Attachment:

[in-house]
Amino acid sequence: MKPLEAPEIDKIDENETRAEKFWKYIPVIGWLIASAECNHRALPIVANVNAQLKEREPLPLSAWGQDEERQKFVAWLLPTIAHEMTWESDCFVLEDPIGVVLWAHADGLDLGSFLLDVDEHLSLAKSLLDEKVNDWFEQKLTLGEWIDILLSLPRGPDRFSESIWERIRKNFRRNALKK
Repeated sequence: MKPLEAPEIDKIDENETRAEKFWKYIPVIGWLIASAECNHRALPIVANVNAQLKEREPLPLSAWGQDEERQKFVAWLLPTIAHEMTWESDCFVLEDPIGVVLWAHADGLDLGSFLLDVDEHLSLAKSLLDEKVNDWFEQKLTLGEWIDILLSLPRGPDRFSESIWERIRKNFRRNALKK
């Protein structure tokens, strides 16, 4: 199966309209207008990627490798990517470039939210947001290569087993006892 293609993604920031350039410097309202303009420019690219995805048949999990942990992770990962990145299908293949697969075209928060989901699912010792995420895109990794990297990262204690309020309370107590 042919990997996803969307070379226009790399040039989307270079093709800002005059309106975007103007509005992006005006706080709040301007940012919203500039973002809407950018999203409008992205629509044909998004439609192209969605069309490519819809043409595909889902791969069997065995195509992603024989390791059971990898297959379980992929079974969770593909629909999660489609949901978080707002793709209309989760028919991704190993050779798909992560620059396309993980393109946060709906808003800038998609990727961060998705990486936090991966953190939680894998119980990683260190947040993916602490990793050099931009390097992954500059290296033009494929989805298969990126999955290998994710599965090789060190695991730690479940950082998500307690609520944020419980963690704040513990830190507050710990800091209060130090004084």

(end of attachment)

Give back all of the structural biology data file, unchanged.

[in-house]
Amino acid sequence: MKPLEAPEIDKIDENETRAEKFWKYIPVIGWLIASAECNHRALPIVANVNAQLKEREPLPLSAWGQDEERQKFVAWLLPTIAHEMTWESDCFVLEDPIGVVLWAHADGLDLGSFLLDVDEHLSLAKSLLDEKVNDWFEQKLTLGEWIDILLSLPRGPDRFSESIWERIRKNFRRNALKK
Repeated sequence: MKPLEAPEIDKIDENETRAEKFWKYIPVIGWLIASAECNHRALPIVANVNAQLKEREPLPLSAWGQDEERQKFVAWLLPTIAHEMTWESDCFVLEDPIGVVLWAHADGLDLGSFLLDVDEHLSLAKSLLDEKVNDWFEQKLTLGEWIDILLSLPRGPDRFSESIWERIRKNFRRNALKK
């Protein structure tokens, strides 16, 4: 199966309209207008990627490798990517470039939210947001290569087993006892 293609993604920031350039410097309202303009420019690219995805048949999990942990992770990962990145299908293949697969075209928060989901699912010792995420895109990794990297990262204690309020309370107590 042919990997996803969307070379226009790399040039989307270079093709800002005059309106975007103007509005992006005006706080709040301007940012919203500039973002809407950018999203409008992205629509044909998004439609192209969605069309490519819809043409595909889902791969069997065995195509992603024989390791059971990898297959379980992929079974969770593909629909999660489609949901978080707002793709209309989760028919991704190993050779798909992560620059396309993980393109946060709906808003800038998609990727961060998705990486936090991966953190939680894998119980990683260190947040993916602490990793050099931009390097992954500059290296033009494929989805298969990126999955290998994710599965090789060190695991730690479940950082998500307690609520944020419980963690704040513990830190507050710990800091209060130090004084």